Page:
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Nationals’ Outfielder Jayson Werth Pleads Guilty to Reckless Driving

Since the end of the Washington Nationals’ short post-season run, they have been getting a lot of news coverage this off-season. While much of the news has been related to trades involving big name athletes such as starting pitcher Max Scherzer, there has been much coverage regarding outfielder Jayson Werth and criminal charges against him related to reckless driving.

For those who haven’t been following, Werth was arrested in Virginia for driving his racing edition Porsche at 104mph in an area with a posted speed limit of 55mph.

baseball-and-glove-over-white-1155891-m.jpgWerth first elected to take his case to trial in a bench trial, where he was found guilty and sentenced to 10 days in jail. The judge said she was gravely concerned about his negligent and dangerous actions in which someone could have been seriously injured, and that was the reason for sending him to jail despite, this being his first offense.

According to the law in that jurisdiction, a defendant who has been convicted of a misdemeanor at a bench trial (judge instead of a jury) can appeal the trial verdict and request a trial by jury. This is what typically happens in cases involving reckless driving in Virginia. Pursuant to local law, Werth, through counsel, immediately appealed his verdict and sentence, and demanded a trial by jury.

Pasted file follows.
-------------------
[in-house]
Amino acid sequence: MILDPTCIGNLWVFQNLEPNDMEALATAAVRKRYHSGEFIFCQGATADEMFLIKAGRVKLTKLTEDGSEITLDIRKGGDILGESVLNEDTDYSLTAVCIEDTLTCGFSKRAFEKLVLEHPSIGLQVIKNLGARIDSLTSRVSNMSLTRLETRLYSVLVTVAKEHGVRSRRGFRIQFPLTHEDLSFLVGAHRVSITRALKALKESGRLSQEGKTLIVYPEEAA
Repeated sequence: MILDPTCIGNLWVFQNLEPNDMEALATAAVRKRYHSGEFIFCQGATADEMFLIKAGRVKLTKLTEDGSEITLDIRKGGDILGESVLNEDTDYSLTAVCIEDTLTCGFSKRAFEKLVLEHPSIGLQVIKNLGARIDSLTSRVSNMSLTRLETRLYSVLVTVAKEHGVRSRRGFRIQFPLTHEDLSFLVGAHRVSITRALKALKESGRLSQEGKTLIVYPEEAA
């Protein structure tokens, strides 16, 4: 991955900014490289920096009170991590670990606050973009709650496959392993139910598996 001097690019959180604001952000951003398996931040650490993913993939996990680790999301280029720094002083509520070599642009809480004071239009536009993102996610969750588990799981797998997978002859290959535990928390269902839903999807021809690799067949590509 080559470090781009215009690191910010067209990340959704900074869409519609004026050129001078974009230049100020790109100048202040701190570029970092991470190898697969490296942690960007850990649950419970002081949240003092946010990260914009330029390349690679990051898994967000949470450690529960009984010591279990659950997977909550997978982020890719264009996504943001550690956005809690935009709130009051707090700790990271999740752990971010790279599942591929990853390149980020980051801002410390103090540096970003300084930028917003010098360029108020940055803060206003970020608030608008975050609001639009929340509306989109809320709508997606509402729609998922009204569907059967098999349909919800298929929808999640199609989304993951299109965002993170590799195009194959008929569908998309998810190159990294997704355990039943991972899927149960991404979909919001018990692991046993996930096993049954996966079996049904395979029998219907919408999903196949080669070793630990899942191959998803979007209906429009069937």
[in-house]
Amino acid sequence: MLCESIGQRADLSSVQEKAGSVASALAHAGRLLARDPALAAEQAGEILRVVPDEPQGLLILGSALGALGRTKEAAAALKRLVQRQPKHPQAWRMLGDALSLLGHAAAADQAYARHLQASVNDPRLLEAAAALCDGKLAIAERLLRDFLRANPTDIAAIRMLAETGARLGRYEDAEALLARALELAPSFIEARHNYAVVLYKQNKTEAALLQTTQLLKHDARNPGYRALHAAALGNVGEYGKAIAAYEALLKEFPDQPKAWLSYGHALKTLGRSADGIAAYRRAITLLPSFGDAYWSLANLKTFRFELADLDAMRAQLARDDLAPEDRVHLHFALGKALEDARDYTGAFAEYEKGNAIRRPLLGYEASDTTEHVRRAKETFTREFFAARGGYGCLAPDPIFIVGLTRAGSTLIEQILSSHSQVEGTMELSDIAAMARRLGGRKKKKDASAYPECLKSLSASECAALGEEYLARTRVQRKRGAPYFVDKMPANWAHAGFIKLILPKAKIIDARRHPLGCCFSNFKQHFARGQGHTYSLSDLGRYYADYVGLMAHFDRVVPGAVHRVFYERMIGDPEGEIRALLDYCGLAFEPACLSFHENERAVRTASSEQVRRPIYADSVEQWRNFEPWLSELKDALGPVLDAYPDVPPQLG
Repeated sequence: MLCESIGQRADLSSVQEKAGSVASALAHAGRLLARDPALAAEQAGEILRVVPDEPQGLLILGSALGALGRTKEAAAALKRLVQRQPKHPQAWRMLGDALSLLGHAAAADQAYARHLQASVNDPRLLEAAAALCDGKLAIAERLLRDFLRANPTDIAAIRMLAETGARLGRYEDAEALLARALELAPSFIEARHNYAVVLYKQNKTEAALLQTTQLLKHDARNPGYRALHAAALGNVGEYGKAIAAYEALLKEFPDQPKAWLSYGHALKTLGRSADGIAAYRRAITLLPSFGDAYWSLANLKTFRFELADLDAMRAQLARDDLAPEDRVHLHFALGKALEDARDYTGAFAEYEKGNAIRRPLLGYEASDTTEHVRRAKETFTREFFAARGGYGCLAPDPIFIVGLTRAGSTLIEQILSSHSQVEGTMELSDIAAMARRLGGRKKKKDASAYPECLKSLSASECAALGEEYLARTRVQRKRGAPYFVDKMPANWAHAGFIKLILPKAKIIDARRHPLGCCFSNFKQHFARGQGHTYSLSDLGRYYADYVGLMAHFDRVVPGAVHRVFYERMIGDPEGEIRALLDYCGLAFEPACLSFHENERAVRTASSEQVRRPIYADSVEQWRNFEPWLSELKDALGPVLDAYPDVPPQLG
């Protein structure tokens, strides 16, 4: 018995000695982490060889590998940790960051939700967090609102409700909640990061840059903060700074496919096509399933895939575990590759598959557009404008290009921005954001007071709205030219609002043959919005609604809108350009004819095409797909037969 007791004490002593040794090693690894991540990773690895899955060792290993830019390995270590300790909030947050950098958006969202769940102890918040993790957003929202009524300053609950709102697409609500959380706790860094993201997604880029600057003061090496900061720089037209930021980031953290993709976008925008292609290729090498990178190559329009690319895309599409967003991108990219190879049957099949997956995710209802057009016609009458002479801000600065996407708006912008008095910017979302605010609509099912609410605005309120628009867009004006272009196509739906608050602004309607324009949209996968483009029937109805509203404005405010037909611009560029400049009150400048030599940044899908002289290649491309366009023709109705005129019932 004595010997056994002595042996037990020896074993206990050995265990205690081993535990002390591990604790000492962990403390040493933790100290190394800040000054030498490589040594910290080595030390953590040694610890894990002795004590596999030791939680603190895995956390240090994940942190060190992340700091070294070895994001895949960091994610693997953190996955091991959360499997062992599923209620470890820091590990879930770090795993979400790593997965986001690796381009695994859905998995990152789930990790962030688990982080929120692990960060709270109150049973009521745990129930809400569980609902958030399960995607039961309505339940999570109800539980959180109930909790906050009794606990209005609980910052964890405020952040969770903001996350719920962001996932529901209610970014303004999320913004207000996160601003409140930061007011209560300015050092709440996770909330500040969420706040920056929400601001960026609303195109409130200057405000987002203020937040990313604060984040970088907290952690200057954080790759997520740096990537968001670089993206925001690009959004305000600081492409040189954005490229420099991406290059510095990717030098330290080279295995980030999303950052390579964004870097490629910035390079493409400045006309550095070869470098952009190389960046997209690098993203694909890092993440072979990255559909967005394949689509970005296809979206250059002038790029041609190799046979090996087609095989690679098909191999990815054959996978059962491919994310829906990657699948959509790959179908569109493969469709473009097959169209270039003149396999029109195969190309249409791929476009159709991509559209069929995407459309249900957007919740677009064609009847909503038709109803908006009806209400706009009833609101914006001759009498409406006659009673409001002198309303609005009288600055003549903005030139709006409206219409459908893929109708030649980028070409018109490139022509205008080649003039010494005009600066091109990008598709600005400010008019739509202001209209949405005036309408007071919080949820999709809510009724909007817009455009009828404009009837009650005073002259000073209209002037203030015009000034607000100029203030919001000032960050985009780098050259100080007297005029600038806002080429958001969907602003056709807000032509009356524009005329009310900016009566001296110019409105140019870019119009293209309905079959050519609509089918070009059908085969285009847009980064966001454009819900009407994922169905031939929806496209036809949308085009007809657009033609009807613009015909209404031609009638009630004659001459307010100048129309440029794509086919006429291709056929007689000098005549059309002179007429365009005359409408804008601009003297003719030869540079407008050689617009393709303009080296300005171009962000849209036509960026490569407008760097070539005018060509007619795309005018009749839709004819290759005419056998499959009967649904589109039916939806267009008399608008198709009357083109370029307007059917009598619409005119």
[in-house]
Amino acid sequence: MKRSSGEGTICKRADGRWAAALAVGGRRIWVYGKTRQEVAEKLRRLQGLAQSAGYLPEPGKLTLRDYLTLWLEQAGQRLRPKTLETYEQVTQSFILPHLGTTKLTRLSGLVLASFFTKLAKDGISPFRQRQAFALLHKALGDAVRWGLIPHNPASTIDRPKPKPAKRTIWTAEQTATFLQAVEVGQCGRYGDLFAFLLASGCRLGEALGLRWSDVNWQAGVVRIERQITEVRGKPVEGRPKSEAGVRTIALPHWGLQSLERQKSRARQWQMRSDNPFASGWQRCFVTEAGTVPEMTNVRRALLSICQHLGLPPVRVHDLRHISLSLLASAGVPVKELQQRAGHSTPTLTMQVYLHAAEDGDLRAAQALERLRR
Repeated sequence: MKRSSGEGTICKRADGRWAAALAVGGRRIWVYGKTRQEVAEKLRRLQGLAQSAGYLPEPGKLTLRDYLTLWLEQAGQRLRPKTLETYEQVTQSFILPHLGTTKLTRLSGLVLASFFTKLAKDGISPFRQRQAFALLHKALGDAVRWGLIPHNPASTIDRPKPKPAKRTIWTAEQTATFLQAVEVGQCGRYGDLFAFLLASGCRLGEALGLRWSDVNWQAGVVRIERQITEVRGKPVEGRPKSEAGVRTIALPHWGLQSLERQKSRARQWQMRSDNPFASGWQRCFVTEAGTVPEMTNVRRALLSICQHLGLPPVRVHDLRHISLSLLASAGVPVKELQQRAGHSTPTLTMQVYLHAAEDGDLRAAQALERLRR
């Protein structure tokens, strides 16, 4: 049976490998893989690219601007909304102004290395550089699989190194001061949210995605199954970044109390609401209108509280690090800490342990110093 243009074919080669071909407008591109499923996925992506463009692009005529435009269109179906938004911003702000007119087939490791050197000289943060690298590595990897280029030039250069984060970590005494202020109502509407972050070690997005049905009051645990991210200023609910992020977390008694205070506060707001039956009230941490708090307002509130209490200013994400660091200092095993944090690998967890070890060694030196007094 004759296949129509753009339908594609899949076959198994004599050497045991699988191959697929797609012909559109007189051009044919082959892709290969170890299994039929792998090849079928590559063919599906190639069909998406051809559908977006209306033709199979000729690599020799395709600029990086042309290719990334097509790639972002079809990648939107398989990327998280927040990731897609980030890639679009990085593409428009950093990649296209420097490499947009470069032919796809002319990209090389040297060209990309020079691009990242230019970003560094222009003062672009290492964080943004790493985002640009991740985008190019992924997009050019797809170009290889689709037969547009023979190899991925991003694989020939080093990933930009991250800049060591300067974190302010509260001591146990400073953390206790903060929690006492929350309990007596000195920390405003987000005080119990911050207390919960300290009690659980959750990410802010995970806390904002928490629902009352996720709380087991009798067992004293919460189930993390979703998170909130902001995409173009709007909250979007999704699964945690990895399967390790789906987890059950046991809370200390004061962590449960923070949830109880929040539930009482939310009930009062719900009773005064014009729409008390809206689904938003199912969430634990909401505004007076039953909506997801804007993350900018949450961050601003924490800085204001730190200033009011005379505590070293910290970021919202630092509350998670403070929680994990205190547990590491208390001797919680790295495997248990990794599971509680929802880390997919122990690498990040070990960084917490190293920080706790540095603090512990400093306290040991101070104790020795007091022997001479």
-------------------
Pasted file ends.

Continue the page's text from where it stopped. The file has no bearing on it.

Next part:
Since that time, however, it has been reported Werth need surgery on his rotator cuff to repair damage interfering with his ability to play baseball. Werth underwent surgery at Mayo Clinic, and is in the process of recovering from his operation. At this point, Werth, according to recent report from the Washington Post, has decided to vacate his appeal request and enter a plea of guilty. In exchange for pleading guilty, Werth was sentenced to five days in jail, which he can serve on two weekends instead of a continuous five day period. This was done so jail would not interfere with his rehabilitation from shoulder surgery.

During sentencing, trial judge said this was a very unique sentence being given to Werth in light of his seriously dangerous behavior, and only being ordered because of his need to rehab from shoulder surgery. The Nationals organization issued a statement they were fully apprised of all developments in his criminal reckless driving case, and were pleased he was taking responsibility for his actions the morning of his arrest. Werth has already served one of his weekends, and a fellow inmate just released posted an autograph he claimed to receive from Werth while the two served time together.

As Boston car accident lawyers can explain, reckless driving is as the judge stated, a very serious offense. It is not only illegal, but also negligent. While luckily nobody was injured in connection with Werth’s alleged reckless driving, other instances of reckless driving have resulted in serious accidents, where victims are killed or severely injured.
When thinking about how reckless driving is also negligent driving, it is important to consider the legal definition of reckless conduct. In the Commonwealth of Massachusetts, reckless conduct involves acting in a way that shows a willful and wanton disregard for the safety of others.

If you are injured in an accident in Massachusetts, call the Law Offices of Jeffrey S. Glassman for a free and confidential appointment — 1-888-367-2900.

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